Total Pageviews

Sunday, July 21, 2013


Neil Armstrong upon the Moon's Sea of Tranquility as he prepares to head back to Earth, July 1969.

Neil Armstrong's spacesuit patch while he was on the moon
EAGLE’S PARKING SPOT--Forty-Four years ago on this date, the Apollo 11 crew, Neil Armstrong, Buzz Aldrin and Michael Collins were making history as NASA’s amazing work force combined to land human beings on the planet.  Few if any engineering/technological accomplishments have rivaled moon walking for capturing the world’s attention.  Of course, the creation of the Internet ranks high on our list of human endeavors, but today discussion here is reserved for the moon landers.

Those of us, who witnessed the moon events on TV easily recall where they were.   My family and I were watching the landing with friends on Menlo Avenue in San Diego.  I remember being teased for holding our 15 month old son in front of the television so he could tell his family and friends that he saw with his own eyes men on the moon.  Silly as it seems, he did witness world and lunar history.  Humans left the planet, landed on another object in the universe and returned alive.

For the first lunar landing, many of us learned that day that Mare Tranquilitatis (Latin for Sea of Tranquility) was the site picked because of its flat surface.  But satellite photos later revealed the moon has few places that aren’t pocked by craters.  On that first landing, Neil Armstrong had to manually pilot the Landing Module to avoid a sharp-rimmed crater 180 meters wide and 30 meters deep.  That crater is called simply “west” and on July 21, 1969 it was “wild west.”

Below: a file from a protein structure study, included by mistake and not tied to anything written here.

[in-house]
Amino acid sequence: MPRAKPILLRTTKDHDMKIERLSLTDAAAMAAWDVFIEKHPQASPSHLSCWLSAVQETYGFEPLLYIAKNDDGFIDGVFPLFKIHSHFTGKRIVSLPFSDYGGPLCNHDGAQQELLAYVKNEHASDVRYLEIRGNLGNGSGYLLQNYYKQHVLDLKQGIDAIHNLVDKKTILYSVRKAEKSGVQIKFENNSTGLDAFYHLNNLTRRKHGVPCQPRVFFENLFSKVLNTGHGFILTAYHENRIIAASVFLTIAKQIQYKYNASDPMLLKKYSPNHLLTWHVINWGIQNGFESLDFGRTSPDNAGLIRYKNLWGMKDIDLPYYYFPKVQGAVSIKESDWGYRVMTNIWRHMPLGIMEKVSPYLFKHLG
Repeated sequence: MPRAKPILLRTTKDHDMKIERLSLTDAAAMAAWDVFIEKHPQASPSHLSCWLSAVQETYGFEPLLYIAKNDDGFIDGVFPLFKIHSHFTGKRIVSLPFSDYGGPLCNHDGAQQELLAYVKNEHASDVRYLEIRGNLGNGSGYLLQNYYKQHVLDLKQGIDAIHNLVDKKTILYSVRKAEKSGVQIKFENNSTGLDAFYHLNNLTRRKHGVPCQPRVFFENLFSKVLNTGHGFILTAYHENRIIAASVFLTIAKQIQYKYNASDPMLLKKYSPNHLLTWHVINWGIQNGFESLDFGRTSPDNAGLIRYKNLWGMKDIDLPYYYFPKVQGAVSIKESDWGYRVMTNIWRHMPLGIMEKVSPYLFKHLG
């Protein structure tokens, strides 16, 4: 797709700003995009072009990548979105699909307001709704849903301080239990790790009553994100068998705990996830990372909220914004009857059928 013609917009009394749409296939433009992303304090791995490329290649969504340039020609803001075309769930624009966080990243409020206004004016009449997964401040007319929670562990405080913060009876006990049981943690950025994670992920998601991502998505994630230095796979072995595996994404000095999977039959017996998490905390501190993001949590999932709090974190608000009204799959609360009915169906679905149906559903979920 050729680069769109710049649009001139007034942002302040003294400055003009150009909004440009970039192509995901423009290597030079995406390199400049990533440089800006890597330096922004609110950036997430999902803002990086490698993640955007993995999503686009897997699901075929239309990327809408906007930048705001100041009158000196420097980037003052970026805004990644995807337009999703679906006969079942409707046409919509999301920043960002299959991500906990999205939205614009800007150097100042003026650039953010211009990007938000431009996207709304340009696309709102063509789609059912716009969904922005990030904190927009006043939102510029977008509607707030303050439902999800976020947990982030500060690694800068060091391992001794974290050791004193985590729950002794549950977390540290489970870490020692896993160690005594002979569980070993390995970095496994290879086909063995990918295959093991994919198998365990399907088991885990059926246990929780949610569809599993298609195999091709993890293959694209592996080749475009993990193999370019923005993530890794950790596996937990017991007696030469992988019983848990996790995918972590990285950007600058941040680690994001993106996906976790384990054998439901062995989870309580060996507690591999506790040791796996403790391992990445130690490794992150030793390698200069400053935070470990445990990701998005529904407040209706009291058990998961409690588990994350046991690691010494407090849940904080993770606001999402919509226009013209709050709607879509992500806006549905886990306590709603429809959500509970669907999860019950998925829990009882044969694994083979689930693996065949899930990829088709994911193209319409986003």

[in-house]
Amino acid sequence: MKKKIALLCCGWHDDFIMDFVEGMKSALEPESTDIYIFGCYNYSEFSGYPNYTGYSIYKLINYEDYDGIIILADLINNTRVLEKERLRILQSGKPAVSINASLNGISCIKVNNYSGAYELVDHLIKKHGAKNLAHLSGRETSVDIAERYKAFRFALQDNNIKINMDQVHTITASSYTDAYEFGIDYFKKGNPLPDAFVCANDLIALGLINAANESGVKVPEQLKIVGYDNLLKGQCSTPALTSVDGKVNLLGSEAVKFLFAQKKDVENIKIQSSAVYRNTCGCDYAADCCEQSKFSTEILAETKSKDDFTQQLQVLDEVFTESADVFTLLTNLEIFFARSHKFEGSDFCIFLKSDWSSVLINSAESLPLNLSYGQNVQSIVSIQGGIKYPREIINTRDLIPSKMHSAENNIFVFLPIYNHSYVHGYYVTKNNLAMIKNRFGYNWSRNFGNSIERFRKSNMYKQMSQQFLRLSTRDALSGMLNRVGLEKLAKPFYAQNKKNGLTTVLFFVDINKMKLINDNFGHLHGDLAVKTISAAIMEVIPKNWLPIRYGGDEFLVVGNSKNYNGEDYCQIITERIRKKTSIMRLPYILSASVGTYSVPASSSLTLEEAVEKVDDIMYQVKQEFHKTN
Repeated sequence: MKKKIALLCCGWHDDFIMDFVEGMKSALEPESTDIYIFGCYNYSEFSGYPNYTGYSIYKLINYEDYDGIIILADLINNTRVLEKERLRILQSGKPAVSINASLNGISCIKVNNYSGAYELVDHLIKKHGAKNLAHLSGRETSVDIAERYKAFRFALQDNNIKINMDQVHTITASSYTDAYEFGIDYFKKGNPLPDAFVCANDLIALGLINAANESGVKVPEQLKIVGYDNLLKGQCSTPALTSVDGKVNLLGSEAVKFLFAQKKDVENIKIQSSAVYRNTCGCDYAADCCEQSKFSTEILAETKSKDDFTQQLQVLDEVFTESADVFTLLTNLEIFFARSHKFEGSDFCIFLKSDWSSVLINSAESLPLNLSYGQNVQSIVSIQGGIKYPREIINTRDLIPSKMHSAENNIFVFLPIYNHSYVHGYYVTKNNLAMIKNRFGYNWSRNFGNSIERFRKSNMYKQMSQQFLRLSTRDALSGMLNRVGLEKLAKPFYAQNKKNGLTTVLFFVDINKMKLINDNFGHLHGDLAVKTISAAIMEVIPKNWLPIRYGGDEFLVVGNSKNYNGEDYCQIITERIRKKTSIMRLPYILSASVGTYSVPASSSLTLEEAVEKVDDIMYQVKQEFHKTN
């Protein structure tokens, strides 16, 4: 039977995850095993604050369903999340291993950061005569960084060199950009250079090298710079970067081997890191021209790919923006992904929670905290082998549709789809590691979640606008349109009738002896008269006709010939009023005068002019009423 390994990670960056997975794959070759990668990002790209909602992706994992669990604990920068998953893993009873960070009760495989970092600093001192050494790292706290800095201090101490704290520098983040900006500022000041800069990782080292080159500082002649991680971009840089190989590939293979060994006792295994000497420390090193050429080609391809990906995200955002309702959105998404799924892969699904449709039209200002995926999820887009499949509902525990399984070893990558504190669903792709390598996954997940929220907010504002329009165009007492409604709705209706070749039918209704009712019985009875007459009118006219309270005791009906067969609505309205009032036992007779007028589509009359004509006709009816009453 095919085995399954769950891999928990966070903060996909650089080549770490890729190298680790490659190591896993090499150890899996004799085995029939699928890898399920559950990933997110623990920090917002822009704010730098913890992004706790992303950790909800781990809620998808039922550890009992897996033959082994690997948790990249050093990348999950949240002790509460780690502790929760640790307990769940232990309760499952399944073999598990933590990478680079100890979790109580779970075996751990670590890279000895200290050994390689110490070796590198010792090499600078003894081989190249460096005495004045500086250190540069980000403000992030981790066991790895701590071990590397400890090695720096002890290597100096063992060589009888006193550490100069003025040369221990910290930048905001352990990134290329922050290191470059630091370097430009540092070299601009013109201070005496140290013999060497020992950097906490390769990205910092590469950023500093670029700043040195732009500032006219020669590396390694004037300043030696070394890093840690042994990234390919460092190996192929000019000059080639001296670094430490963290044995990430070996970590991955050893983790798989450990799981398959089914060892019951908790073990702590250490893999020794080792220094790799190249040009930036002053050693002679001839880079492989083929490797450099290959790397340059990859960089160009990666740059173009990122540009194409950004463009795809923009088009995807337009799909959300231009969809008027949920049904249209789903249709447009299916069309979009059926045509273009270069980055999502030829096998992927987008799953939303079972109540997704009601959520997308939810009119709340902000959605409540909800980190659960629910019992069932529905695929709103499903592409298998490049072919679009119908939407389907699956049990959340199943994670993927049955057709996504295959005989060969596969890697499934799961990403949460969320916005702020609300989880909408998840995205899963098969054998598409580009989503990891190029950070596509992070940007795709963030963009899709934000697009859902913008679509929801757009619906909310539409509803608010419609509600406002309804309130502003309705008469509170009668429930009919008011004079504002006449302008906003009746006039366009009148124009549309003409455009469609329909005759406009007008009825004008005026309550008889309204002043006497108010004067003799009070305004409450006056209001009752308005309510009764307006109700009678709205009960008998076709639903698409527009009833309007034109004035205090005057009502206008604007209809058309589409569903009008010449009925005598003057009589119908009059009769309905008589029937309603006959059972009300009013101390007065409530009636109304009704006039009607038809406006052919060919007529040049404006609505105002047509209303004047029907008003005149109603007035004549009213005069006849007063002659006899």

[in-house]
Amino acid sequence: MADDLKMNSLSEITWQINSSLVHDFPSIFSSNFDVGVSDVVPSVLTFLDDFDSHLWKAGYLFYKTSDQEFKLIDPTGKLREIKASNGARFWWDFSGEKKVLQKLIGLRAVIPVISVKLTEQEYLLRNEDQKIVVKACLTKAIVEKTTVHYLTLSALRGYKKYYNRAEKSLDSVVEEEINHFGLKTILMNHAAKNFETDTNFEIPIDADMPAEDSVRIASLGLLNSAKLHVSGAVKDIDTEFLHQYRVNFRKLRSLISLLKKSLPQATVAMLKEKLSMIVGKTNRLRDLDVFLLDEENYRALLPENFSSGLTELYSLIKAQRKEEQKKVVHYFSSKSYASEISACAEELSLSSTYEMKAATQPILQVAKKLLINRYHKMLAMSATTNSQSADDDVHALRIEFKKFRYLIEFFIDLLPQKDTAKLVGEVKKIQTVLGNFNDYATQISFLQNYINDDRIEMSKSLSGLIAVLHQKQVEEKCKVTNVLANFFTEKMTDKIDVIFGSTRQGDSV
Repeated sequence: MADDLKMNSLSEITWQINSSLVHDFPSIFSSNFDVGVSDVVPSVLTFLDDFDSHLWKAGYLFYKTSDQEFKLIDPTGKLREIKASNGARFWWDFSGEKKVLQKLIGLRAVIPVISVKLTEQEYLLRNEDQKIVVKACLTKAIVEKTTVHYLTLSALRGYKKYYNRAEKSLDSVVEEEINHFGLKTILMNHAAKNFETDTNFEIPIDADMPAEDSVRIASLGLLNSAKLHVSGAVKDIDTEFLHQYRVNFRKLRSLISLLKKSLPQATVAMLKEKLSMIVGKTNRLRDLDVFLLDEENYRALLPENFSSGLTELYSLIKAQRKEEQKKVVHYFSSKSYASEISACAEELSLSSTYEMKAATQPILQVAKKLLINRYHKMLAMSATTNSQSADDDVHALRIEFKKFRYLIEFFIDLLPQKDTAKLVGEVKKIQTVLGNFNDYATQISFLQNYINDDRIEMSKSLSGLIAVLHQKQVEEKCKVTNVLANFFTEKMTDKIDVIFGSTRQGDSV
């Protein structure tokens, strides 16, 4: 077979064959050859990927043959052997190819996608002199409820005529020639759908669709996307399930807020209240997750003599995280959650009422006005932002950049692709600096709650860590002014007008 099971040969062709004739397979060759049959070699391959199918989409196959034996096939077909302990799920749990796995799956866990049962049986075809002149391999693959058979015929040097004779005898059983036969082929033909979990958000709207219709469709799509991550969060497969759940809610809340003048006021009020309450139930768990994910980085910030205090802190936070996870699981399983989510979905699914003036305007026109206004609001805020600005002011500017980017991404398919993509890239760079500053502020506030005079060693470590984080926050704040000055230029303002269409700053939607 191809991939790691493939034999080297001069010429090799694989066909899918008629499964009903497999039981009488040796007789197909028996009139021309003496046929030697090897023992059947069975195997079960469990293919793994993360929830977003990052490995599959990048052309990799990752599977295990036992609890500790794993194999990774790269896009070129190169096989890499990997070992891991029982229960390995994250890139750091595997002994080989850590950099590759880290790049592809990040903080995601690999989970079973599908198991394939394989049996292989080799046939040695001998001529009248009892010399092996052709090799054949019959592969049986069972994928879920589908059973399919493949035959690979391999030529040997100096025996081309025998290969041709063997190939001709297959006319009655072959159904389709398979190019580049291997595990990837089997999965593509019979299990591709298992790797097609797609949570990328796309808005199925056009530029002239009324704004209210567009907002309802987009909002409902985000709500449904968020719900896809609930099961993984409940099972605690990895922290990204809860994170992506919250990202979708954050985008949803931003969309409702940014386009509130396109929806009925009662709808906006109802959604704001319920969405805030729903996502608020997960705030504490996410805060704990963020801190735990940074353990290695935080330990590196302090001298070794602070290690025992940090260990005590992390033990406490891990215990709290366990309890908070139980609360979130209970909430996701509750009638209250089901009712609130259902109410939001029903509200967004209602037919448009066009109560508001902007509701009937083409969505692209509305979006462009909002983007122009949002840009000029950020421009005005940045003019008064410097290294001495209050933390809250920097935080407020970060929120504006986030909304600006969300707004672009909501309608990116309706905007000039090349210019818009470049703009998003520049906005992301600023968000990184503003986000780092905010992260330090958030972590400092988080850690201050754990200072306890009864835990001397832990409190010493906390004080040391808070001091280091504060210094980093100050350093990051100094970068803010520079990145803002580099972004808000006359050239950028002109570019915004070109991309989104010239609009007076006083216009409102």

LM image on the moon taken by orbiting LROC satellite in 2009.

LM landed safely some six kilometers from the original intended landing site.  How amazing is that?  Six meters off target after traveling through the void of space.

The Apollo 11 LM landed about 400 meters west of West crater and 20 kilometers south-southwest of the crater Sabine D in the southwestern part of Mare Tranquilitatis.  Reports from the LM crew said the lunar surface at the landing site consisted of “fragmental debris ranging in size from fine particles to blocks about a meter wide.”

Apollo 11 is now part of a moon parking lot.  The Surveyor 5 (USA) spacecraft is approximately 25 km north-northwest of the LM landing site and the impact crater formed by Ranger 8 (USA) is 68 km northeast of the landing site.

Four decades later, the Apollo 11 site has been photographed by the Lunar Reconnaissance Orbiter Camera (LROC) between July 11 and 15, 2009.
The image on this blog with the arrow is the  image of the Apollo 11 landing site with the descent stage of the LM in view and its shadow indicated by the arrow.

Source: and the Smithsonian Institute

See more cool stuff that Apollo left on moon that's still working today (scroll lower).
Satellite image taken in 2012 of Apollo 11 site

See Moon Landing Video from NASA

Video from LROC satellite focusing on Apollo 11 landing site

LRRR.  That's the Lunar Laser Ranging Retro Reflector experiment left on the moon by Neil Armstrong about an hour before leaving.  The LRRR reflects laser pulses from Earth to this day and is a way to learn the exact distance between Earth and Moon at time of pulse.

Discarded Cover.  Dust cover that was removed and discarded from the LRRR.

PSEP.  This seismic recording package failed after 21 days on the moon.  Later PSEPs left by other astronauts functioned well.

LM.  Lunar module descent stage.

50 m.  Most of the Apollo 11 landing site fit within a 50 x 50 meter area.  See photo above.

Little West Crater.  In image above footsteps of the astronauts are visible from the LM to Little West Crater directly to the right.

No comments:

Post a Comment